Abstract Winner – Cloud Computing & Big Data

OPEN GLOBE INJURY PATIENT IDENTIFICATION IN WARFARE CLINICAL NOTES

CLOUD COMPUTING & BIG DATA

Author: Tom Velez

Coauthor(s): Emilia Apostolova PhD, Helen White, MBA, Patty Morris, David Eliason, MD and Tom Velez, PhD

Status: Completed Work

Funding Acknowledgment: This work was prepared by contractors supporting DoD/VA VCE under award number GS00Q09BGD0031 and government employees as part of their official duties. Title 17, USC, x105 provides that ’Copyright protection under this title is not available for any work of the U.S. Government.‘ Title 17, USC, x101 defines a U.S. Government work as a work prepared by a military service member or employee of the U.S. Government as part of that person‘s official duties. The views expressed in this article are those of the authors and do not necessarily reflect the official policy or position of the Department of the Navy, Department of Defense, or the U.S. Government.


The aim of this study is to utilize the Defense and Veterans Eye Injury and Vision Registry (DVEIVR), a DoD initiative to provide researchers with de-identified ocular care encounter data abstracted from military medical systems used by war zone clinicians in Afghanistan and Iraq, and develop methods for comprehensive and reliable Open Globe Injury (OGI) cohort identification in these registry records.

OGIs are considered emergencies requiring immediate surgical care and are a major cause of blindness and/or enucleations. Given the possibility of such catastrophic outcomes, early OGI treatment delivered in theater, associated outcomes, and risk factors are an active field of research. Ophthalmic war zone research poses challenges since early management of wounds to the eye are typically complicated by concurrent life threatening brain/systemic injuries and/or loss of limb. Additionally OGI wounds (globe lacerations, ruptures) following exposure to blasts can be subtle and/or occult, requiring exploratory surgery or imaging for definitive diagnosis. The initial surgical management of OGI is typically performed by deployed ophthalmologists working in concert with other surgeons in mass casualty/emergent care centers such as fielded combat support hospitals (CSHs) with variable resources.

In this context, our study focuses on the use of NLP towards the identification of OGI cases in free-text surgical “eye notes”, manually abstracted into DVEIVR by government analysts from either original handwritten/scanned or manually entered free form text encounter information found in electronic medical data repositories used in theater CSHs (e.g. the Theater Medical Data Store). The dataset used for our study contained encounter data for 26,131 patients and included 76,809 encounters. Although DVEIVR comprises of both structured and unstructured data describing diagnoses, treatments, procedures and exam findings, structured encounter data such as diagnoses or procedure codes that might otherwise be useful for OGI identification is frequently missing in emergent CSH records for practical reasons.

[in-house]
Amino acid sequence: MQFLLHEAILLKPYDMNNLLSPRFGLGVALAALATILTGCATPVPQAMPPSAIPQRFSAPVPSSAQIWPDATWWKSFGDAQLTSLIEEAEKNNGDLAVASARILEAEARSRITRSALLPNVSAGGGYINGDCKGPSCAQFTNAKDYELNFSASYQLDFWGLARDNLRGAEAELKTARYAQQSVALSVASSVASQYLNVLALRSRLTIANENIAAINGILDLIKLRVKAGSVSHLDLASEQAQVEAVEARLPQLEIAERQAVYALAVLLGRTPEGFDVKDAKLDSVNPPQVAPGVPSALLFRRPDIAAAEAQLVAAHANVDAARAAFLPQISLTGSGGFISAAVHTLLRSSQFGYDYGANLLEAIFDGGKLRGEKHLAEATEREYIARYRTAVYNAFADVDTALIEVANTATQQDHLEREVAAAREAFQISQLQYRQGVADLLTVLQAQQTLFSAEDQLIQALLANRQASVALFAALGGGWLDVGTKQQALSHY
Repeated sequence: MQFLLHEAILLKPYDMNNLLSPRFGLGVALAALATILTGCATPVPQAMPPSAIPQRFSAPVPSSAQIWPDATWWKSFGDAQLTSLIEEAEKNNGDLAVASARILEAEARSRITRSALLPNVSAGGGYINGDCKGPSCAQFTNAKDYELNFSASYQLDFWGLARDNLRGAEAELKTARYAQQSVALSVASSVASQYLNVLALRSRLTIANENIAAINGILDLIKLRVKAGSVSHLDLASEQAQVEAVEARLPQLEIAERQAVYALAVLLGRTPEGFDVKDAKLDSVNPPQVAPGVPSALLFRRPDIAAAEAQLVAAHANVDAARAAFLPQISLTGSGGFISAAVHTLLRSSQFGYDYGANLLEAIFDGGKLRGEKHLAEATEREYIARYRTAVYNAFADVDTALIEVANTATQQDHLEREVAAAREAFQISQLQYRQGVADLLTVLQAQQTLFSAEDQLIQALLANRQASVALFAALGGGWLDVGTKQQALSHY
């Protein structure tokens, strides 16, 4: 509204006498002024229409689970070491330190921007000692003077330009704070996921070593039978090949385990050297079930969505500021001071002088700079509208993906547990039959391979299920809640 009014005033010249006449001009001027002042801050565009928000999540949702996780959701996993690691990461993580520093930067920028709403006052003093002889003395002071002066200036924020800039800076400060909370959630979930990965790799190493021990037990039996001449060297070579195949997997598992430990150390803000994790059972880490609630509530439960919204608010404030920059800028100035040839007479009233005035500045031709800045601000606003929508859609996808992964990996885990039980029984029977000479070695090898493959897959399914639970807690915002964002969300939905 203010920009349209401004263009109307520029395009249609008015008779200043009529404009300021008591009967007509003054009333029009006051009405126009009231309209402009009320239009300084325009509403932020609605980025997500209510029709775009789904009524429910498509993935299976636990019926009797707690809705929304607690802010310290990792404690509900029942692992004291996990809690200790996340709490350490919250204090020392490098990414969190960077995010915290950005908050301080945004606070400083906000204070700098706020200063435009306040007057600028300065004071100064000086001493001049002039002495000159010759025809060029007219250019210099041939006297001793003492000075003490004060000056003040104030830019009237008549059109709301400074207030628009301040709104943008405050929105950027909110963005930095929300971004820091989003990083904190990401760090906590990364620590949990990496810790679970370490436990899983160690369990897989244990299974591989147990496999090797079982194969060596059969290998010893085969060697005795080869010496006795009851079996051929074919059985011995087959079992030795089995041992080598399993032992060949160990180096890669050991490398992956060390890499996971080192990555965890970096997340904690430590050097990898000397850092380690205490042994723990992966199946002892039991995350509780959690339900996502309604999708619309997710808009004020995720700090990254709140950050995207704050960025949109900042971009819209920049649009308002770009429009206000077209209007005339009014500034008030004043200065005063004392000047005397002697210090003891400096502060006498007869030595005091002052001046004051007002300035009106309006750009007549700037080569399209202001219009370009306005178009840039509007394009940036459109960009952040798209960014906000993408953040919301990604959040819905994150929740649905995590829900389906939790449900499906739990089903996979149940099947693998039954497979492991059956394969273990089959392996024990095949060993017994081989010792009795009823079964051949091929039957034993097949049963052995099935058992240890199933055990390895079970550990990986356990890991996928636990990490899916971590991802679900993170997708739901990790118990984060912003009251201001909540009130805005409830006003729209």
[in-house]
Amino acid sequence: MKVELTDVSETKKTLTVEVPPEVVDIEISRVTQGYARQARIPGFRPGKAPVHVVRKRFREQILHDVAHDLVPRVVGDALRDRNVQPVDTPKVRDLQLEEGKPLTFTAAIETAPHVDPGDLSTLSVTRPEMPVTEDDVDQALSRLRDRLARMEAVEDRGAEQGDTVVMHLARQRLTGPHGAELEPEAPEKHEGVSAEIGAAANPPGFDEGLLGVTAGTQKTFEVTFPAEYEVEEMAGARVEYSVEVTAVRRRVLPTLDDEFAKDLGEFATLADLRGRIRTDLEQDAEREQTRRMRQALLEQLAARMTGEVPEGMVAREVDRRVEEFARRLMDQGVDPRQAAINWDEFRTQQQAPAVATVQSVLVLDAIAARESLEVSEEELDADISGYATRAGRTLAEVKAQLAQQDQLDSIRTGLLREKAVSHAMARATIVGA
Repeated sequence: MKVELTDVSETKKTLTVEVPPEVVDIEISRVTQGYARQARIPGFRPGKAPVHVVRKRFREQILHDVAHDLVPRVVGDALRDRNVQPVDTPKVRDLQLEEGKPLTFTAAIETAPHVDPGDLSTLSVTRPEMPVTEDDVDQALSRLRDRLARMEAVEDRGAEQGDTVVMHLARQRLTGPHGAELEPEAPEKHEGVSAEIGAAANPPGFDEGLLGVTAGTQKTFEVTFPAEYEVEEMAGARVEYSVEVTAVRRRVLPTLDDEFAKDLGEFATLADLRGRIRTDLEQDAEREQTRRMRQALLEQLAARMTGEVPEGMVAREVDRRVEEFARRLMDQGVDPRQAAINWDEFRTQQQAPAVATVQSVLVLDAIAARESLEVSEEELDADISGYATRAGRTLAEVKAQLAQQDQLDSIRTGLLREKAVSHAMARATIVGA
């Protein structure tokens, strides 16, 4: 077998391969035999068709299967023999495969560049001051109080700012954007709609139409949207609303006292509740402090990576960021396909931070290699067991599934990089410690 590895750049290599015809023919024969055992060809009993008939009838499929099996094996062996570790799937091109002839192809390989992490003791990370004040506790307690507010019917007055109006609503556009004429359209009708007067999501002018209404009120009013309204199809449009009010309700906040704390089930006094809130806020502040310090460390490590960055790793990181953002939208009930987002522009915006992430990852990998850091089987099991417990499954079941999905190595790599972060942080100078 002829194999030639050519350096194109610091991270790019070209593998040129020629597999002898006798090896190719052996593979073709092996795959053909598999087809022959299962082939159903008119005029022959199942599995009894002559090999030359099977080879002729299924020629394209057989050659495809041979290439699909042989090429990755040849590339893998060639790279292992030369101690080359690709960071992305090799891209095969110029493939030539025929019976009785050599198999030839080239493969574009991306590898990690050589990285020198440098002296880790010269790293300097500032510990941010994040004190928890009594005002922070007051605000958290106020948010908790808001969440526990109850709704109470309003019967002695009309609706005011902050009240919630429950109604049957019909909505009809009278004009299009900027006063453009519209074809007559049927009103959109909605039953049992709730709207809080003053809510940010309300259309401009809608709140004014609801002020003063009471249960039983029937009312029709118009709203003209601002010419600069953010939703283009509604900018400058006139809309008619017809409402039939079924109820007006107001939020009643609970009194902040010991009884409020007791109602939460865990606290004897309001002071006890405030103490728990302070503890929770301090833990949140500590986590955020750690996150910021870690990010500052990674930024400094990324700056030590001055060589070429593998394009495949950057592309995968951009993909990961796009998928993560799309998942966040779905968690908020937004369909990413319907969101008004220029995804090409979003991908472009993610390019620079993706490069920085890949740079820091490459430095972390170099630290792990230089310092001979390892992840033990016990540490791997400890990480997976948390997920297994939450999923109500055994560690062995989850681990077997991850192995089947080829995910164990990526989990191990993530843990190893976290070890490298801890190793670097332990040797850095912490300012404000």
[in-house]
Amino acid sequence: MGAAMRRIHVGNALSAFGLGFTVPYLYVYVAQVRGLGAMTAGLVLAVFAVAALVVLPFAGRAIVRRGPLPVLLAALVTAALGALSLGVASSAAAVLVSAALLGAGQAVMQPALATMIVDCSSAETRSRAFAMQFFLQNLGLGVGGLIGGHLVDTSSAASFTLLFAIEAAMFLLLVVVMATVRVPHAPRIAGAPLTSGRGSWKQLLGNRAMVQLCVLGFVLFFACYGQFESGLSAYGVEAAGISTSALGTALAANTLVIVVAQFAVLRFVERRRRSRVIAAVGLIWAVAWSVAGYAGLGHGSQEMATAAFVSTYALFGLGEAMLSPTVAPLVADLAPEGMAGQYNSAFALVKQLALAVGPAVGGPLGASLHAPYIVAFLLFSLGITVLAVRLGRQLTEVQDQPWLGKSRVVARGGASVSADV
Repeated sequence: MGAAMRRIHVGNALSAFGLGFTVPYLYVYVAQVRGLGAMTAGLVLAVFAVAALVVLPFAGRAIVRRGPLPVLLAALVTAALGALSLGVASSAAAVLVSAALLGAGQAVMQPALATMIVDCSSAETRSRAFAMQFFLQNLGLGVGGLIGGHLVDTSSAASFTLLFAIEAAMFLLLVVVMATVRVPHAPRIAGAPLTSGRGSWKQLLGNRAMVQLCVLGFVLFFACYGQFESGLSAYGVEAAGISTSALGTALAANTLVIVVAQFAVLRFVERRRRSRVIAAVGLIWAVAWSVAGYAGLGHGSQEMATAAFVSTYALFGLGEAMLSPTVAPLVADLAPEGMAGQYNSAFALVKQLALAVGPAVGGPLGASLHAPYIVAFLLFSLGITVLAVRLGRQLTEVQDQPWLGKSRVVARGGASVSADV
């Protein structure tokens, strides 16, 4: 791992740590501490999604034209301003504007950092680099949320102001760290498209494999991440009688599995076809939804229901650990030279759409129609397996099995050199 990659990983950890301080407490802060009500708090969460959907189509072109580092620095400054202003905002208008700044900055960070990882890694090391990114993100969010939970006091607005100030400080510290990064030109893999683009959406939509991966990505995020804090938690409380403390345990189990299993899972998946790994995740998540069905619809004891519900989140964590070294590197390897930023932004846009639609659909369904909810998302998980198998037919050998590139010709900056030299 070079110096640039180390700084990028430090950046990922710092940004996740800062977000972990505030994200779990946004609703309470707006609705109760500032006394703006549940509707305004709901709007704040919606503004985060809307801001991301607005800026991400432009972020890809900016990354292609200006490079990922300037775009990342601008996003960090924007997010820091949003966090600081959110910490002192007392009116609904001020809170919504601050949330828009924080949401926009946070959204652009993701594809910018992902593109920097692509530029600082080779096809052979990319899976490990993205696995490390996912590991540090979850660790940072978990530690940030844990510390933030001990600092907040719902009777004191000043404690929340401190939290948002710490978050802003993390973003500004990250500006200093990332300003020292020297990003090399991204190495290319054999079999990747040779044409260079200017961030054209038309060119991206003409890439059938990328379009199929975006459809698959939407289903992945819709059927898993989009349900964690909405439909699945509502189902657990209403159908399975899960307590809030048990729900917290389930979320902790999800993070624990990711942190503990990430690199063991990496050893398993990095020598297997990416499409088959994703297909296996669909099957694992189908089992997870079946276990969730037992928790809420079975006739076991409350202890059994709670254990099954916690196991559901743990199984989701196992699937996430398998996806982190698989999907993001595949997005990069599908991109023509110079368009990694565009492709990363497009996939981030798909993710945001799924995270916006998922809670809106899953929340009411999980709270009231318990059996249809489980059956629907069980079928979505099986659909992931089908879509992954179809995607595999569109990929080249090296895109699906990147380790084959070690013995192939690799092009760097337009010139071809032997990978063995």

The challenges of the NLP task include low incidence rate (few positive examples), idiosyncratic military ophthalmology vocabulary, extreme brevity of notes, specialized abbreviations, typos and misspellings. We modeled the problem as a binary classification of free-form clinical notes. We utilized a combination of supervised learning using a linear kernel support vector machine (SVM) algorithm using features derived from word embeddings learnt in an unsupervised manner using neural networks. Word embeddings revealed to be a powerful source of identifying semantically related abnormalities and procedures, variant spellings, abbreviations, and typos. Given the rare occurrence of OGIs, the intuition was that identifying all possible tokens expressing key OGI concepts would improve our model performance. Using all available DVEIVR free-form text, we generated word vectors for all words in the vocabulary. The words in the training set were then clustered using the average cosine distance between word vectors as a measure of similarity between clusters. Using clustered vectors as features we achieved a precision of 92.50%, recall of 89.83% and overall F1-score of 91.14 measured using 10-fold cross validation.

In summary, we demonstrated an NLP approach to identifying rare patient phenotypes (OGIs) utilizing free-form text in a challenging domain: military war zone ophthalmology.